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BAGHDAD (Reuters) - Thousands of Iraqis who fear being killed because they worked for the American government or military in Iraq will be awarded visas allowing them to settle permanently in the United States, the U.S. embassy said.
The embassy said on Thursday a new visa scheme would allow 5,000 Iraqis in each year during a five-year period starting last month.
"With the launch of this special immigrant program, we take a significant step toward ... providing safe haven to those brave Iraqi citizens who risked their lives in order to serve the United States," Ambassador Ryan Crocker said in a statement.
The U.S. government and military has employed thousands of Iraqis since the 2003 invasion, and many have been killed or faced the threat of death from insurgents who view them as collaborators.
The U.S. government has been criticized for not doing enough to protect them.
Richard Albright, the U.S. embassy's senior coordinator for refugee issues, said Iraqis who worked for the United States longer than three months since March 20, 2003, may be eligible.
"Applicants must show they ... have experienced an ongoing serious threat as a result of that employment," Albright said. He added: "the recipients receive permanent residence in the United States; they can stay for the rest of their lives."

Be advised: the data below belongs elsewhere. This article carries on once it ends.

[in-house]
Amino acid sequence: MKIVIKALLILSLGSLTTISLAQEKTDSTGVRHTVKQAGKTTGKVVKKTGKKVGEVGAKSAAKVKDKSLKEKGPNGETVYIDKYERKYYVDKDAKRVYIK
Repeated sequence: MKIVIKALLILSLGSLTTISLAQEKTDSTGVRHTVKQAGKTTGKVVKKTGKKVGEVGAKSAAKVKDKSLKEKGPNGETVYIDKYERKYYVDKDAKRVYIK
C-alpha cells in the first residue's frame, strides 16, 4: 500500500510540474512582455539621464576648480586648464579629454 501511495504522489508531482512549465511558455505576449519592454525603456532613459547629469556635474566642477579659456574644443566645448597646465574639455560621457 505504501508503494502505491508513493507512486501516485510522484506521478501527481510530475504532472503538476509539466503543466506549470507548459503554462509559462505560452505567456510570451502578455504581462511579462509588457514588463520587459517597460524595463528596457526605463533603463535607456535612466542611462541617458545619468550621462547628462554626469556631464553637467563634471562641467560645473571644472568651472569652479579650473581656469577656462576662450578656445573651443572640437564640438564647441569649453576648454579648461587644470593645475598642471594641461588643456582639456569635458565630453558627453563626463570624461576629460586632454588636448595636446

The U.S. Department of Homeland Security last year accepted thousands of refugees under a resettlement program after President George W. Bush's administration came under fire from Congress for taking only 466 Iraqi refugees since the war began.
An existing visa scheme for translators allows 500 Iraqis into the United States each year, so this effectively increases those admissions ten-fold and widens its scope, Albright said.
Britain started accepting Iraqi translators as refugees last November, after militants killed some of its interpreters.
Like other refugees to the United States, the immigrants can apply for refugee status for their families, including spouses, siblings, children, parents and grandchildren, Albright said. They also get help with accommodation, transport and healthcare.
Reporting by Tim Cocks, editing by Mary Gabriel